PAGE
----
Experiencing frequent call drops and weak mobile internet signals? An MCD drive against mobile towers operating without proper permits may be the reason.
As per official data, the Delhi's three municipal corporations have sealed 266 such towers in the last two months, giving rise to connectivity issues in areas under their jurisdiction. And the problem is likely to escalate with operators being served showcause notices for 500 more towers, sources said.
According to corporation officials, more than half of the 8,500 mobile towers under their jurisdiction are in violation of safety rules. “Before erecting a mobile tower, the structural safety of the building has to be checked.
An approval from the municipal corporation is also required. However, as per data, more than 4,500 mobile towers are operating without proper permissions,” said an official.
“The total number of mobile towers before trifurcation (of the MCD in 2012) was 5,252. This number has increased exponentially in the last three years. None of these newly-erected towers have paid one-time fees due to the corporation and most of them are in violation of building bylaws,” another official said.
Fewer mobile towers means increase in the number of “dead zones” — areas outside the range of a mobile tower — in the city, resulting in frequent call drops, a menace for which telecom regulator TRAI has proposed penalising service providers.
Among the city’s worst affected areas are ITO, Dwarka, Hauz Khas, Indira Gandhi International Airport, Trilokpuri, Connaught Place, Lajpat Nagar, Patparganj, Friends Colony, Punjabi Bagh, Daryaganj, Civil Lines, Pitampura, Vikas Puri, Patel Nagar, Rajinder Nagar and Greater Kailash.
“We have to struggle to find a good place for proper signal. We stand in one place in our own house to make calls. Calls have been dropping mid-conversation for several weeks now. Internet too has taken a hit,” said Dinesh Kumar, a resident of Janak Puri.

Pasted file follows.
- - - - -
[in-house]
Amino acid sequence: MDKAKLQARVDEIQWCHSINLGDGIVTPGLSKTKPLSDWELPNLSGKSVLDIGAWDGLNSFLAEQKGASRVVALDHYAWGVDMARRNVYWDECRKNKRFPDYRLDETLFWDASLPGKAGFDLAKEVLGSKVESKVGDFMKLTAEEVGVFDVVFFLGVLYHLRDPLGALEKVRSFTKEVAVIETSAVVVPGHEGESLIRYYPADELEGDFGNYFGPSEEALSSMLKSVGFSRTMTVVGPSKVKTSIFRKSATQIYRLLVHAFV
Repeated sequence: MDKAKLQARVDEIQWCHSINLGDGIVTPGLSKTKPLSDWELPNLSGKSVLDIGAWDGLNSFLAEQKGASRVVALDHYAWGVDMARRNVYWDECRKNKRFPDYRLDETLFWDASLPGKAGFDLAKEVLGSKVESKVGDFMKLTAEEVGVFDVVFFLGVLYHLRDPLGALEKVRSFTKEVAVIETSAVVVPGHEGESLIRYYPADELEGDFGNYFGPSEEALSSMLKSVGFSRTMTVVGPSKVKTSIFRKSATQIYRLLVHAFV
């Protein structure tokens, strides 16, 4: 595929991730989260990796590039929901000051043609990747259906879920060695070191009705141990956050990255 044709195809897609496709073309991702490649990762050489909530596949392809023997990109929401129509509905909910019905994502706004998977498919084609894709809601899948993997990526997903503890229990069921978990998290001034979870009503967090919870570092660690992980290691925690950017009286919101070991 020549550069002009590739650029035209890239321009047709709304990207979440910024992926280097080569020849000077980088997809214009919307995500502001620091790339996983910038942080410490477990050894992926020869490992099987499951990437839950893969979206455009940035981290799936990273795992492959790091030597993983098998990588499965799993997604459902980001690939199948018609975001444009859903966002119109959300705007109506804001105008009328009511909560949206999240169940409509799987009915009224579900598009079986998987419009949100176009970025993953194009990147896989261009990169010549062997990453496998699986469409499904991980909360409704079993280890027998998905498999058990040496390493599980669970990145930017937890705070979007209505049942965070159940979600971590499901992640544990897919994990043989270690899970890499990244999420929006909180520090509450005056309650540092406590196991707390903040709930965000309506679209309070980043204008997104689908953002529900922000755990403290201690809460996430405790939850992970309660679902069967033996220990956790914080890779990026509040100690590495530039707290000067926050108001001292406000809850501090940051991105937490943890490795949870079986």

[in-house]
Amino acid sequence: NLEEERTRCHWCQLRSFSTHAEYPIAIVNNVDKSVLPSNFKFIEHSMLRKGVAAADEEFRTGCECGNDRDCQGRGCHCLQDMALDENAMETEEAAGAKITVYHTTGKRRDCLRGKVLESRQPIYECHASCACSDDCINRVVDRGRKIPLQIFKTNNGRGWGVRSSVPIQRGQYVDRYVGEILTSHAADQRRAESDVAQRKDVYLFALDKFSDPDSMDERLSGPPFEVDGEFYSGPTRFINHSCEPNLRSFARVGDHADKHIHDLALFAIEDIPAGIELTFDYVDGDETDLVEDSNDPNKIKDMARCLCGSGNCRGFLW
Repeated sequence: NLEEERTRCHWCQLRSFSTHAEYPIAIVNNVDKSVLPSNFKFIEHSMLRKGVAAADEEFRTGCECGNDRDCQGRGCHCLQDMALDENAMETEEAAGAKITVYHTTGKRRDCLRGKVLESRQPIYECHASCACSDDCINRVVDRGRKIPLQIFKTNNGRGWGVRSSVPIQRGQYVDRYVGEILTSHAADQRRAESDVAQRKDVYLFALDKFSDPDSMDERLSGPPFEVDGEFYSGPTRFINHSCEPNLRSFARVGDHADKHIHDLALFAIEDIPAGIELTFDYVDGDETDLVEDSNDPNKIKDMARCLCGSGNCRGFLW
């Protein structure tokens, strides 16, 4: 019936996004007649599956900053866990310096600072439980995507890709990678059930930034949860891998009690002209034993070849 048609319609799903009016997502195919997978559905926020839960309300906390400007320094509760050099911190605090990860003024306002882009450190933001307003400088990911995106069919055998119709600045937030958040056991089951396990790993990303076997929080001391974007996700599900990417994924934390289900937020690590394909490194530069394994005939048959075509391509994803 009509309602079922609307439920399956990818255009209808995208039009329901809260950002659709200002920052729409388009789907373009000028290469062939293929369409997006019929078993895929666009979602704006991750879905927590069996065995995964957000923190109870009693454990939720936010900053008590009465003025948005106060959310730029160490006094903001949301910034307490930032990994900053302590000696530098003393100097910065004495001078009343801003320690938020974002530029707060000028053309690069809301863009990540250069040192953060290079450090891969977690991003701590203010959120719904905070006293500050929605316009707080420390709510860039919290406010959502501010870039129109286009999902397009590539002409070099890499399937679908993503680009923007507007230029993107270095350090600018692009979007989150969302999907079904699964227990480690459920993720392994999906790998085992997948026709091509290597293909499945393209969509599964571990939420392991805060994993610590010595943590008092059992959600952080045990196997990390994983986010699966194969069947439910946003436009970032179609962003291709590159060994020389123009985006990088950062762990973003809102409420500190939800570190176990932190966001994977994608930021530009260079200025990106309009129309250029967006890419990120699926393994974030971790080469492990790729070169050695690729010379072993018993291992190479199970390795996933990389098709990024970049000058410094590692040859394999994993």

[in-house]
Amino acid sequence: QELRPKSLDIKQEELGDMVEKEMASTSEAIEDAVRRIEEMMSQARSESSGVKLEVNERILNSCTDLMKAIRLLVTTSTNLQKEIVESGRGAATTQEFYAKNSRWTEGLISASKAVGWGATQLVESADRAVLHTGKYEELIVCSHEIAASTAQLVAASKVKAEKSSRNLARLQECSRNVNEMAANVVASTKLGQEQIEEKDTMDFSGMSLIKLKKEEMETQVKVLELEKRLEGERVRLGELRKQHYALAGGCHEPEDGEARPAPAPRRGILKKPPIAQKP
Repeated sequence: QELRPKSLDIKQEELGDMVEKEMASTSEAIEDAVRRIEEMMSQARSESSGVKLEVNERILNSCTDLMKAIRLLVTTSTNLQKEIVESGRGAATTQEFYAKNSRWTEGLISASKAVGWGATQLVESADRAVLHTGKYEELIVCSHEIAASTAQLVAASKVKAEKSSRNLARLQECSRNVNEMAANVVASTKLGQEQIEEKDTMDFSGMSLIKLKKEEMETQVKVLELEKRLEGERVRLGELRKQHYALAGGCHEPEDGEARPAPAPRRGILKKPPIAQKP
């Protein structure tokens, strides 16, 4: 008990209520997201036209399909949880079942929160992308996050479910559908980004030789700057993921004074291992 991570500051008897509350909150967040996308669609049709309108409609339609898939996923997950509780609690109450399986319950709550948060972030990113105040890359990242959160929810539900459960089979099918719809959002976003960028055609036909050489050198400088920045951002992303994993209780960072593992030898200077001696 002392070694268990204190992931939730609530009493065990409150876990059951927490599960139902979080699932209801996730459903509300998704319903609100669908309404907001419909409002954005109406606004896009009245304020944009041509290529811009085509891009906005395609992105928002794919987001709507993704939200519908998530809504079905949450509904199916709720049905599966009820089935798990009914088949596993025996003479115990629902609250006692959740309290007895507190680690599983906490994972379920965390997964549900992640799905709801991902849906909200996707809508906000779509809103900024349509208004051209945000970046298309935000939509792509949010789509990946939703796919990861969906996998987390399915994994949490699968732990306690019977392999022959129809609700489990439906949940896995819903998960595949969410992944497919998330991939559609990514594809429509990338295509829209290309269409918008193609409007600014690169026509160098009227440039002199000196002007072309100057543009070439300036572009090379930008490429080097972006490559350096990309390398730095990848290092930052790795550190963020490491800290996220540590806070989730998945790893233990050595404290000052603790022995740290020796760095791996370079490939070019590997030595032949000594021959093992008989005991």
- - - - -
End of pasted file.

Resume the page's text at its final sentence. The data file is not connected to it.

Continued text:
Mobile phone operators had approached the Delhi high court in 2010 against MCD’s decision to change its policy on the establishment of such towers. As part of the policy change, the corporation had hiked one-time fees paid by operators for each tower from Rs 1 lakh to Rs 5 lakh.
The hike may have prompted service providers to take a legal recourse, a senior corporation official said.
When contacted by HT, operators Bharti Airtel, Vodafone and Idea Cellular said it was an industry issue and the Cellular Operators Association of India -- the apex body representing all cellular operators in India excluding Reliance Communications and Tata’s CDMA operations -- was the right forum to address it.
COAI director general Rajan Mathews said, “The MCD has to follow what courts have said. They are supposed to explain us the reasons for removing the towers. Whatever reasons they have given have been contested, for which there is no reply from them. We have followed all the rules, regulations and guidelines. Let them first follow the courts directives.’’
Indus Tower chief V Shantaraju remained unavailable for comment.
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